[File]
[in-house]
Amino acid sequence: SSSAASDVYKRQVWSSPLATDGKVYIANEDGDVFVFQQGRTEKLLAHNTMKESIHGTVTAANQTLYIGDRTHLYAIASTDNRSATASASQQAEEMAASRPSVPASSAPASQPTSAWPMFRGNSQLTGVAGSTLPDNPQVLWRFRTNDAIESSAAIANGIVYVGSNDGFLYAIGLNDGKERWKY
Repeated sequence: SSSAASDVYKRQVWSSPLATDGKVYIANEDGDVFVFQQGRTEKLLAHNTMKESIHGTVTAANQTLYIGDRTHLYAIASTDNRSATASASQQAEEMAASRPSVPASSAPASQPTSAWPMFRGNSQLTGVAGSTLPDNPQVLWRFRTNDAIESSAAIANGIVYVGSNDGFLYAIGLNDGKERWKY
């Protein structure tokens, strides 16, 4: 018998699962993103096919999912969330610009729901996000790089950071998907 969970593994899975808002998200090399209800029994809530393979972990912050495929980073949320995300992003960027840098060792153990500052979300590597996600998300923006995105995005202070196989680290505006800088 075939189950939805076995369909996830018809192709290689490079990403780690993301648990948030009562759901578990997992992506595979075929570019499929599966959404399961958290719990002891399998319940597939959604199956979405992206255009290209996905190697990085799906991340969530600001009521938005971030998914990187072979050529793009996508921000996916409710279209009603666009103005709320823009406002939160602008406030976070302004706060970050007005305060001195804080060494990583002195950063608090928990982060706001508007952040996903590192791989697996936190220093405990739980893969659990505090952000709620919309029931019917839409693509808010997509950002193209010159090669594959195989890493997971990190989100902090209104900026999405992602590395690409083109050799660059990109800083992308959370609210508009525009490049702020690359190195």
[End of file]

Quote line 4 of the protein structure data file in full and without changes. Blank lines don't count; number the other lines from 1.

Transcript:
């Protein structure tokens, strides 16, 4: 018998699962993103096919999912969330610009729901996000790089950071998907 969970593994899975808002998200090399209800029994809530393979972990912050495929980073949320995300992003960027840098060792153990500052979300590597996600998300923006995105995005202070196989680290505006800088 075939189950939805076995369909996830018809192709290689490079990403780690993301648990948030009562759901578990997992992506595979075929570019499929599966959404399961958290719990002891399998319940597939959604199956979405992206255009290209996905190697990085799906991340969530600001009521938005971030998914990187072979050529793009996508921000996916409710279209009603666009103005709320823009406002939160602008406030976070302004706060970050007005305060001195804080060494990583002195950063608090928990982060706001508007952040996903590192791989697996936190220093405990739980893969659990505090952000709620919309029931019917839409693509808010997509950002193209010159090669594959195989890493997971990190989100902090209104900026999405992602590395690409083109050799660059990109800083992308959370609210508009525009490049702020690359190195």